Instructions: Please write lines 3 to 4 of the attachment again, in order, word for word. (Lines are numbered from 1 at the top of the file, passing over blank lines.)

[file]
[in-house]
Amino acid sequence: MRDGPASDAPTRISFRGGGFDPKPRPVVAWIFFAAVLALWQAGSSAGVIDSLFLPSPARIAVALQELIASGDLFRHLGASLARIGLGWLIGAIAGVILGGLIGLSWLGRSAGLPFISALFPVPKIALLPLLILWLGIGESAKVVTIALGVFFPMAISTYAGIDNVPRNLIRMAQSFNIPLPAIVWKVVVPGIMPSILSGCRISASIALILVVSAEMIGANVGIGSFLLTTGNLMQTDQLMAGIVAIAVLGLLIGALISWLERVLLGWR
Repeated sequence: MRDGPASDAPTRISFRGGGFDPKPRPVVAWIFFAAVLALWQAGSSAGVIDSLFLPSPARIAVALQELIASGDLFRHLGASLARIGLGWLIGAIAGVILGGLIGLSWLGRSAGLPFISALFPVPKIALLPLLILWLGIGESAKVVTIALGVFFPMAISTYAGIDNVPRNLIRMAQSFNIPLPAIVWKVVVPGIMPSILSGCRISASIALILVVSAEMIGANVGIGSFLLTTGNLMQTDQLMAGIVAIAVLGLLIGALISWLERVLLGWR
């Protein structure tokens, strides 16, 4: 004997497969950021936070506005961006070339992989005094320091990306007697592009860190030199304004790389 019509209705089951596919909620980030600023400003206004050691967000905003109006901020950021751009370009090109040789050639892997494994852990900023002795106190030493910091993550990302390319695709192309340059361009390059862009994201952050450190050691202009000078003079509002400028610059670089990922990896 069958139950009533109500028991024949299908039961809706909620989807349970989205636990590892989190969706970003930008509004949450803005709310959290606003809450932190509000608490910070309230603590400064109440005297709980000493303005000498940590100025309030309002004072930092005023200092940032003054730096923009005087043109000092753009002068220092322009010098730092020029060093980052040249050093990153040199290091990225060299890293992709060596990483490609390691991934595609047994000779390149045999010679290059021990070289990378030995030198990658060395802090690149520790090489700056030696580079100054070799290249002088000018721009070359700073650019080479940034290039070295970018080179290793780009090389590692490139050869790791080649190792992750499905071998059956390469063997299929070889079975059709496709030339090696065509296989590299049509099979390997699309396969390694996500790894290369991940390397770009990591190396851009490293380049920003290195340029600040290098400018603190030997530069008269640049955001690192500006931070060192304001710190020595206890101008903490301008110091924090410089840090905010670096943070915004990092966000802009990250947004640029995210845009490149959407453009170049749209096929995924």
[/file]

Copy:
Repeated sequence: MRDGPASDAPTRISFRGGGFDPKPRPVVAWIFFAAVLALWQAGSSAGVIDSLFLPSPARIAVALQELIASGDLFRHLGASLARIGLGWLIGAIAGVILGGLIGLSWLGRSAGLPFISALFPVPKIALLPLLILWLGIGESAKVVTIALGVFFPMAISTYAGIDNVPRNLIRMAQSFNIPLPAIVWKVVVPGIMPSILSGCRISASIALILVVSAEMIGANVGIGSFLLTTGNLMQTDQLMAGIVAIAVLGLLIGALISWLERVLLGWR
């Protein structure tokens, strides 16, 4: 004997497969950021936070506005961006070339992989005094320091990306007697592009860190030199304004790389 019509209705089951596919909620980030600023400003206004050691967000905003109006901020950021751009370009090109040789050639892997494994852990900023002795106190030493910091993550990302390319695709192309340059361009390059862009994201952050450190050691202009000078003079509002400028610059670089990922990896 069958139950009533109500028991024949299908039961809706909620989807349970989205636990590892989190969706970003930008509004949450803005709310959290606003809450932190509000608490910070309230603590400064109440005297709980000493303005000498940590100025309030309002004072930092005023200092940032003054730096923009005087043109000092753009002068220092322009010098730092020029060093980052040249050093990153040199290091990225060299890293992709060596990483490609390691991934595609047994000779390149045999010679290059021990070289990378030995030198990658060395802090690149520790090489700056030696580079100054070799290249002088000018721009070359700073650019080479940034290039070295970018080179290793780009090389590692490139050869790791080649190792992750499905071998059956390469063997299929070889079975059709496709030339090696065509296989590299049509099979390997699309396969390694996500790894290369991940390397770009990591190396851009490293380049920003290195340029600040290098400018603190030997530069008269640049955001690192500006931070060192304001710190020595206890101008903490301008110091924090410089840090905010670096943070915004990092966000802009990250947004640029995210845009490149959407453009170049749209096929995924």